TWO solid blocks of stone stood between Mercy House and St Stephen’s Cathedral, foundation stones laid nearly a century ago for a cathedral never built, and Dr Barbara Reynolds-Hutchinson, a cathedral guide with 13 years’ experience, had a story to tell about them.
Brisbane Archbishop James Duhig was such a staunch Irishman, she said, that he had soil from Ireland shipped in especially to lay under the foundation stones of the ill-fated Holy Name Cathedral.
The stones now stand in the cathedral precinct as a symbol of what might have been.
It was one of countless stories she had to tell and just one of the reasons she was awarded an Order of Australia Medal on Australia Day 2021.
Dr Reynolds-Hutchinson said she found out she had been nominated for the award in early December last year but had to remain quiet.
She said it was not until she saw her name and accolade appear in the newspaper that the reality of the award had sunk in.
She said she was “dazed” and “shocked” she had received the award.
“I’m deeply grateful, it’s very encouraging,” she said.
The medal belonged to everyone in the Cathedral Guides and Welcomers, she said.
“We’ve got a really highly skilled group of people,” she said.
“They need to know a lot because you never know what you’re going to get asked.”
Dr Reynolds-Hutchinson said there was a tremendous interplay of disciplines when it came to understanding St Stephen’s Cathedral.
“The history, the architecture, the art, the liturgy that shapes it; our building is shaped by the Second Vatican Council and you need to know that to explain to people,” she said.
“One of the interesting experiences I had was I had a group on tour and someone said they didn’t like the crucifix.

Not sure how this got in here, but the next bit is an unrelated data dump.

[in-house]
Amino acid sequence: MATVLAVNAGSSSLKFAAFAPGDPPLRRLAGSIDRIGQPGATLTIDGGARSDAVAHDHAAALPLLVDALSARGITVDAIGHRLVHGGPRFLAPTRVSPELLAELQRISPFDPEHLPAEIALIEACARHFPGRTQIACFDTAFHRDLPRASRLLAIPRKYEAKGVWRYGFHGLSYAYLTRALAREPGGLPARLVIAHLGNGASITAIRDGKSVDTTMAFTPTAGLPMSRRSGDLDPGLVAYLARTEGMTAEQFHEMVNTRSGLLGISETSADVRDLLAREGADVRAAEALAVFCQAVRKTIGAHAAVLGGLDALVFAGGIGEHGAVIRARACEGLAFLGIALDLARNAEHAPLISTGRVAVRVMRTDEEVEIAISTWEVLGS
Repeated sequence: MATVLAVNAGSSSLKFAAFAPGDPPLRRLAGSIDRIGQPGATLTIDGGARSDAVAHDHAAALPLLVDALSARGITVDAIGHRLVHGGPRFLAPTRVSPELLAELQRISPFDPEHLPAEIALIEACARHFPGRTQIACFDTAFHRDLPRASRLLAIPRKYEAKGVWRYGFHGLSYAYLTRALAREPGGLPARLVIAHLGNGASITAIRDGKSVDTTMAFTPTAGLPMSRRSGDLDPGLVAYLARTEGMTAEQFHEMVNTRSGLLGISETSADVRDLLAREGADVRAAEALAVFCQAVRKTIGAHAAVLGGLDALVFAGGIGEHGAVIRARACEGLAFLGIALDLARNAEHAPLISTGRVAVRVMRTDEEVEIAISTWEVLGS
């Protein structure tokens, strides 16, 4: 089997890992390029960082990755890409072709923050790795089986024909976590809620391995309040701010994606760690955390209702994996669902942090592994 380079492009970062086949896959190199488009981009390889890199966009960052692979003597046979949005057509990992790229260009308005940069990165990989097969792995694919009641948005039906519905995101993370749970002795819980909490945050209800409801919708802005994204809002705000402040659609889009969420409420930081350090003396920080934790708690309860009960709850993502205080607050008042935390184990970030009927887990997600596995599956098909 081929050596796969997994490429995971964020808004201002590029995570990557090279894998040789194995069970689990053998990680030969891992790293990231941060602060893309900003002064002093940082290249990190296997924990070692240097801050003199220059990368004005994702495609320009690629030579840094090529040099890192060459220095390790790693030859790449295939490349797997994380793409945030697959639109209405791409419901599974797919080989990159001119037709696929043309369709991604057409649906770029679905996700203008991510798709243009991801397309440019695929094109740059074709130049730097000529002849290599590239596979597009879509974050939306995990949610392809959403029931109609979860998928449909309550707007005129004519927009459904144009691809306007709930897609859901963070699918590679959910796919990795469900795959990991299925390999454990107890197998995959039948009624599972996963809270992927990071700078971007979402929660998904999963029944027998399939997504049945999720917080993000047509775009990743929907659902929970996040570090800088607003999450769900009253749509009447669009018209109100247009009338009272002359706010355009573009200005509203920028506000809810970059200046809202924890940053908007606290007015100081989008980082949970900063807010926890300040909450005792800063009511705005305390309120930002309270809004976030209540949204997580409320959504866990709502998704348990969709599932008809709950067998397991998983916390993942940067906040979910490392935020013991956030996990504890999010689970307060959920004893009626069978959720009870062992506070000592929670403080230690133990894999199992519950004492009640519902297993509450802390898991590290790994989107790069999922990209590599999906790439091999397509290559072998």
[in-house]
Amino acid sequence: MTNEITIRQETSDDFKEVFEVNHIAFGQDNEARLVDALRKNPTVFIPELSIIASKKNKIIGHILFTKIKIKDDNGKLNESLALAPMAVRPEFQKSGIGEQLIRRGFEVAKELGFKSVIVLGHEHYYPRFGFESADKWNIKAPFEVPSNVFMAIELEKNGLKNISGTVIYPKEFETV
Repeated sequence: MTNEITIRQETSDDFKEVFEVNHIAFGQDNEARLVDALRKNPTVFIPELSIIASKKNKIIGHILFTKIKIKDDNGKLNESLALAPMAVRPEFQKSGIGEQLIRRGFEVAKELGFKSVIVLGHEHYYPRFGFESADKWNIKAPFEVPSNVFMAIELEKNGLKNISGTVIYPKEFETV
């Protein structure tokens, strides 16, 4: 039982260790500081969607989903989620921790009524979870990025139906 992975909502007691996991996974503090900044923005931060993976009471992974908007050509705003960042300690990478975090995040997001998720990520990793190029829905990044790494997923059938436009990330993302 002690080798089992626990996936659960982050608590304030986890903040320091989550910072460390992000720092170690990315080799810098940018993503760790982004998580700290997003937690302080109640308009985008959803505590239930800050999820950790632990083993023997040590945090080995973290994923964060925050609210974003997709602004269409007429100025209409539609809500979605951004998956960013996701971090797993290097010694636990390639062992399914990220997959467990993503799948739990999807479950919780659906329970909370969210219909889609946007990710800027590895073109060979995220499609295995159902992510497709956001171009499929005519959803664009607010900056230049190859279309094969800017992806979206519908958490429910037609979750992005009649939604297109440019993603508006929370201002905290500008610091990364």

“So I sat them down and talked about it, and talked about it as that moment of death and resurrection.
“If you unfold it, they can appreciate it and understand the whole depth of theology in that piece of art.”
Dr Reynolds-Hutchinson said the work of a tour guide for the cathedral was a cross between a lecture and theatre.
“There’s so many stories about this place that you weave in and it tells a history,” she said.
“And then you learn skills on what keeps a group interested and informed.
“You don’t preach to people that’s not your job.
“As we unfold the place and the art, people who may not have a Catholic background – even some who do – start to get a different experience of what it means to be a Catholic.
“Hopefully we can break down barriers.”
Dr Reynolds-Hutchinson said the cathedral and the surrounding precinct was a “place of sanctuary and quiet”.
“There’s this quality of God With Us,” she said.
“One of the things that’s important about the precinct is it’s not cluttered; there’s spaciousness so you can breathe in it.”
She said there was also a beauty to the place.
“Beauty is essential to us,” she said.
“I see that very much here in the play of light against the stones, the buildings, the fact that it’s in the heart of the city.”